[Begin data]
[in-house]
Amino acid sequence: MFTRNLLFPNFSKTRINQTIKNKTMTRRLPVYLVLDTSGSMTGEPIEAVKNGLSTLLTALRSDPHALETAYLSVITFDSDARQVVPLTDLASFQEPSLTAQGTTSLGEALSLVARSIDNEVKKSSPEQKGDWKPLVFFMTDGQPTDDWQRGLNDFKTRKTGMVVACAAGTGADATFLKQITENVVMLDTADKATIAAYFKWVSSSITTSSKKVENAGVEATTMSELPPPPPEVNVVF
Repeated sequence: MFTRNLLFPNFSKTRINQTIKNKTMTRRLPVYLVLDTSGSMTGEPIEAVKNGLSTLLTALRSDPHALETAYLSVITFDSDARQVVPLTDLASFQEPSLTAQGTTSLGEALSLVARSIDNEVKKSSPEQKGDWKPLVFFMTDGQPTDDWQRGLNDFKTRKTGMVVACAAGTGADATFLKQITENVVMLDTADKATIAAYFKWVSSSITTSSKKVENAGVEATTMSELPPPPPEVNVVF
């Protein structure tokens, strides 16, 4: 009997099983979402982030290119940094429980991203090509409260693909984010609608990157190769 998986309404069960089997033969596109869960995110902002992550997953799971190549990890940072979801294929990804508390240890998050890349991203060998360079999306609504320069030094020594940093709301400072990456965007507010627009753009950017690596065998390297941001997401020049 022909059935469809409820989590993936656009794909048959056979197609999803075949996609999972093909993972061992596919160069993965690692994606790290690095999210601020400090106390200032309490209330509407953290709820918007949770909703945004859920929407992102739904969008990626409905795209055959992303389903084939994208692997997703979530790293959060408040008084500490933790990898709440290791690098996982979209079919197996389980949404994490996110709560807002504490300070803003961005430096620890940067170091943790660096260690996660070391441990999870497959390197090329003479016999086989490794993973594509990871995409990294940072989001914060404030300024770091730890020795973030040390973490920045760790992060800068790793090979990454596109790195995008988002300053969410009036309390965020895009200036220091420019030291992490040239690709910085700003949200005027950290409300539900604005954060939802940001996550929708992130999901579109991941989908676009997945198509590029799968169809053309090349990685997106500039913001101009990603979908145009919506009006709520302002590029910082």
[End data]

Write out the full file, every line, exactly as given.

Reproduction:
[in-house]
Amino acid sequence: MFTRNLLFPNFSKTRINQTIKNKTMTRRLPVYLVLDTSGSMTGEPIEAVKNGLSTLLTALRSDPHALETAYLSVITFDSDARQVVPLTDLASFQEPSLTAQGTTSLGEALSLVARSIDNEVKKSSPEQKGDWKPLVFFMTDGQPTDDWQRGLNDFKTRKTGMVVACAAGTGADATFLKQITENVVMLDTADKATIAAYFKWVSSSITTSSKKVENAGVEATTMSELPPPPPEVNVVF
Repeated sequence: MFTRNLLFPNFSKTRINQTIKNKTMTRRLPVYLVLDTSGSMTGEPIEAVKNGLSTLLTALRSDPHALETAYLSVITFDSDARQVVPLTDLASFQEPSLTAQGTTSLGEALSLVARSIDNEVKKSSPEQKGDWKPLVFFMTDGQPTDDWQRGLNDFKTRKTGMVVACAAGTGADATFLKQITENVVMLDTADKATIAAYFKWVSSSITTSSKKVENAGVEATTMSELPPPPPEVNVVF
């Protein structure tokens, strides 16, 4: 009997099983979402982030290119940094429980991203090509409260693909984010609608990157190769 998986309404069960089997033969596109869960995110902002992550997953799971190549990890940072979801294929990804508390240890998050890349991203060998360079999306609504320069030094020594940093709301400072990456965007507010627009753009950017690596065998390297941001997401020049 022909059935469809409820989590993936656009794909048959056979197609999803075949996609999972093909993972061992596919160069993965690692994606790290690095999210601020400090106390200032309490209330509407953290709820918007949770909703945004859920929407992102739904969008990626409905795209055959992303389903084939994208692997997703979530790293959060408040008084500490933790990898709440290791690098996982979209079919197996389980949404994490996110709560807002504490300070803003961005430096620890940067170091943790660096260690996660070391441990999870497959390197090329003479016999086989490794993973594509990871995409990294940072989001914060404030300024770091730890020795973030040390973490920045760790992060800068790793090979990454596109790195995008988002300053969410009036309390965020895009200036220091420019030291992490040239690709910085700003949200005027950290409300539900604005954060939802940001996550929708992130999901579109991941989908676009997945198509590029799968169809053309090349990685997106500039913001101009990603979908145009919506009006709520302002590029910082």